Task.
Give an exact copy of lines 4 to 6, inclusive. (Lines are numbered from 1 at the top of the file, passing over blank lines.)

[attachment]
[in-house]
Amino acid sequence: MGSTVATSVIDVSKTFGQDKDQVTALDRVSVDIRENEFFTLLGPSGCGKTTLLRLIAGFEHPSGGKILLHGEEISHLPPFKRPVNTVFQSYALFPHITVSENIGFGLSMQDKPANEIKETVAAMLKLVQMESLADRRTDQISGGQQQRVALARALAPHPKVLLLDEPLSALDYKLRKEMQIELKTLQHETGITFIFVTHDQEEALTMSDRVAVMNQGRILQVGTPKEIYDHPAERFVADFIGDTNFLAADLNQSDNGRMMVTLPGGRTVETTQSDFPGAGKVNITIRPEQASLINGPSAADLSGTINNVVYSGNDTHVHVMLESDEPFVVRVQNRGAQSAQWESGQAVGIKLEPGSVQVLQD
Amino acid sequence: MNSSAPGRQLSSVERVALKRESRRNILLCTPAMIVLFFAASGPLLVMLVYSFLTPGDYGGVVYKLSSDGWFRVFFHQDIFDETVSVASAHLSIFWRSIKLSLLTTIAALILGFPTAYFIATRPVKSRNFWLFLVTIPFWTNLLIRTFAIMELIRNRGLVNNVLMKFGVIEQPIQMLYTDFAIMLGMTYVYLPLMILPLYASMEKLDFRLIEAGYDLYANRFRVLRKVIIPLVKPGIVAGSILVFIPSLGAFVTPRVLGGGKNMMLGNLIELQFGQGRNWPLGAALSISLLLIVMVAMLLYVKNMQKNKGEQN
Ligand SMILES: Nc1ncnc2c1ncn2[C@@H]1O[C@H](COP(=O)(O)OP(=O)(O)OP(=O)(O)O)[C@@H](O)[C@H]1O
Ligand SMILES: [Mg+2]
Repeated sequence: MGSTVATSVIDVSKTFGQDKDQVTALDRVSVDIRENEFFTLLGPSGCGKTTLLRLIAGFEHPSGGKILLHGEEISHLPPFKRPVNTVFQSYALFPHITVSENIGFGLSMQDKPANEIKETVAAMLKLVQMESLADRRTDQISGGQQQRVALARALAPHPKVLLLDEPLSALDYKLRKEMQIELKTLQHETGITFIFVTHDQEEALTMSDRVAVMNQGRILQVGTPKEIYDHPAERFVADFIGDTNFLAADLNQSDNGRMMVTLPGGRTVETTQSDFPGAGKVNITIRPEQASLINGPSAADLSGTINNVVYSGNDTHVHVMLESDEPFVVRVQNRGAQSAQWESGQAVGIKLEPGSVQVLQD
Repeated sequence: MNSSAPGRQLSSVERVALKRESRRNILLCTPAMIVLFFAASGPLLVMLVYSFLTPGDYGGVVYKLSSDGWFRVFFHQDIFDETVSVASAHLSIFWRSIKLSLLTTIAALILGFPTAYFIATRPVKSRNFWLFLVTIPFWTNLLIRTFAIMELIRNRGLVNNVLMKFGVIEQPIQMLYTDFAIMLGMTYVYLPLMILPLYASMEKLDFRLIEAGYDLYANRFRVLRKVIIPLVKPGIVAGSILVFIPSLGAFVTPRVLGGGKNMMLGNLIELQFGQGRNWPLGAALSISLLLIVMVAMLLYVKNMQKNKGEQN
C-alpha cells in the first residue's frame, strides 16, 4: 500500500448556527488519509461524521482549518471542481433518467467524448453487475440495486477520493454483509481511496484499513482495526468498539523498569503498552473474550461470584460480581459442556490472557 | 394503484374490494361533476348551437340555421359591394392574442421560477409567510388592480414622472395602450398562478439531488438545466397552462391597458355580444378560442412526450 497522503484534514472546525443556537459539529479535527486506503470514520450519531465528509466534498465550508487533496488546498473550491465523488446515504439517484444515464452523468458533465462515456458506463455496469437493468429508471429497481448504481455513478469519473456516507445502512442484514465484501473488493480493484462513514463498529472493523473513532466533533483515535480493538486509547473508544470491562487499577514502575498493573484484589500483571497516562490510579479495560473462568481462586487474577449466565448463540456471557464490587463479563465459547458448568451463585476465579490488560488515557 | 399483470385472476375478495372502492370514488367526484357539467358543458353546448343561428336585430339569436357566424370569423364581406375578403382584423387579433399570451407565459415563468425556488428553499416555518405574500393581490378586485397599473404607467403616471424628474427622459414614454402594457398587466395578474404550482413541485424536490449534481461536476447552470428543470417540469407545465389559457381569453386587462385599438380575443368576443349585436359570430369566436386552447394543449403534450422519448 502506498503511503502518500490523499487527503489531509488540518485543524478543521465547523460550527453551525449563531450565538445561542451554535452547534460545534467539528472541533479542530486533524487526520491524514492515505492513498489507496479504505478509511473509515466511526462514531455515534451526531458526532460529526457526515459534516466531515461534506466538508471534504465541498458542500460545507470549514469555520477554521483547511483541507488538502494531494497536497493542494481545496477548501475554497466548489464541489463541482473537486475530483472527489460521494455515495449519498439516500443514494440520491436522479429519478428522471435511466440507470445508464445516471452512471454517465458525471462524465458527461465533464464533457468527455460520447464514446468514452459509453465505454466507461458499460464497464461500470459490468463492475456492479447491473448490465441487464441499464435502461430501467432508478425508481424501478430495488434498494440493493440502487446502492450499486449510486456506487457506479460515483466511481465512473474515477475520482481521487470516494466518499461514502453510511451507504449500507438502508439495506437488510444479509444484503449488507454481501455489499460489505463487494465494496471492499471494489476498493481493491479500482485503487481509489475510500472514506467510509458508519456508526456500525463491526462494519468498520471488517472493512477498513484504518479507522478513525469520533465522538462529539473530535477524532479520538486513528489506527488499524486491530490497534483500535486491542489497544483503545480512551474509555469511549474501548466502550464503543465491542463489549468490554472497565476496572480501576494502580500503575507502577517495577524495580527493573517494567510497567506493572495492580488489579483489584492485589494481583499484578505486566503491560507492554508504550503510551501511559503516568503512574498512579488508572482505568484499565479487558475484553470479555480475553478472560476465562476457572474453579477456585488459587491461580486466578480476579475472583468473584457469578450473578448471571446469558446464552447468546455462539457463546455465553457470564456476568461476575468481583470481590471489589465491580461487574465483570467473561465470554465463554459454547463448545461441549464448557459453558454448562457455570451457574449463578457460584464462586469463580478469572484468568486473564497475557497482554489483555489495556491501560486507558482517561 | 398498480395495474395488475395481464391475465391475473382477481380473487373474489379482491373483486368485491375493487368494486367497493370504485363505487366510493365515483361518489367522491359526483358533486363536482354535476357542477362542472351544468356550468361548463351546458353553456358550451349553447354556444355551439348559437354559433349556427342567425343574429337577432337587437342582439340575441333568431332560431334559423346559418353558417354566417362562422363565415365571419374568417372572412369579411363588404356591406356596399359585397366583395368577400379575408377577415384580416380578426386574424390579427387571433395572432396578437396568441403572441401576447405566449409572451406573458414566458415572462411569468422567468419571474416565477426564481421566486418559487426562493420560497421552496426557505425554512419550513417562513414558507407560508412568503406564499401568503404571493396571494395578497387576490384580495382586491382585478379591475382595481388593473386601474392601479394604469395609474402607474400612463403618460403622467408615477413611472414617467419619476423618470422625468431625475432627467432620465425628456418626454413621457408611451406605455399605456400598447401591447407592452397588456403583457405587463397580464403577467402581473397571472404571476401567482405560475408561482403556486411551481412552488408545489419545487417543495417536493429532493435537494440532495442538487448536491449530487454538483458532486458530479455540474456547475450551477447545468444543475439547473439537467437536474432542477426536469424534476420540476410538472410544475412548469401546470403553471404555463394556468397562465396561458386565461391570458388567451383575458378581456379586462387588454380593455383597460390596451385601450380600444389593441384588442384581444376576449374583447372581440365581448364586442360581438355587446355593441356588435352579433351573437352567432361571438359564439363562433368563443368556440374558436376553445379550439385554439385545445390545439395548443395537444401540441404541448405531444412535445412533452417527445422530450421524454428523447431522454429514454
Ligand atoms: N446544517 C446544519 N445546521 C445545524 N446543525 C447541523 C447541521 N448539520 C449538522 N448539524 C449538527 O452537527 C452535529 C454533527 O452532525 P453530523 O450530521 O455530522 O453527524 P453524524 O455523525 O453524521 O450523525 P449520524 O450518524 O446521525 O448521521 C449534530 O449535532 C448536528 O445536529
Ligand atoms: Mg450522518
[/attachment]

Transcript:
Ligand SMILES: Nc1ncnc2c1ncn2[C@@H]1O[C@H](COP(=O)(O)OP(=O)(O)OP(=O)(O)O)[C@@H](O)[C@H]1O
Ligand SMILES: [Mg+2]
Repeated sequence: MGSTVATSVIDVSKTFGQDKDQVTALDRVSVDIRENEFFTLLGPSGCGKTTLLRLIAGFEHPSGGKILLHGEEISHLPPFKRPVNTVFQSYALFPHITVSENIGFGLSMQDKPANEIKETVAAMLKLVQMESLADRRTDQISGGQQQRVALARALAPHPKVLLLDEPLSALDYKLRKEMQIELKTLQHETGITFIFVTHDQEEALTMSDRVAVMNQGRILQVGTPKEIYDHPAERFVADFIGDTNFLAADLNQSDNGRMMVTLPGGRTVETTQSDFPGAGKVNITIRPEQASLINGPSAADLSGTINNVVYSGNDTHVHVMLESDEPFVVRVQNRGAQSAQWESGQAVGIKLEPGSVQVLQD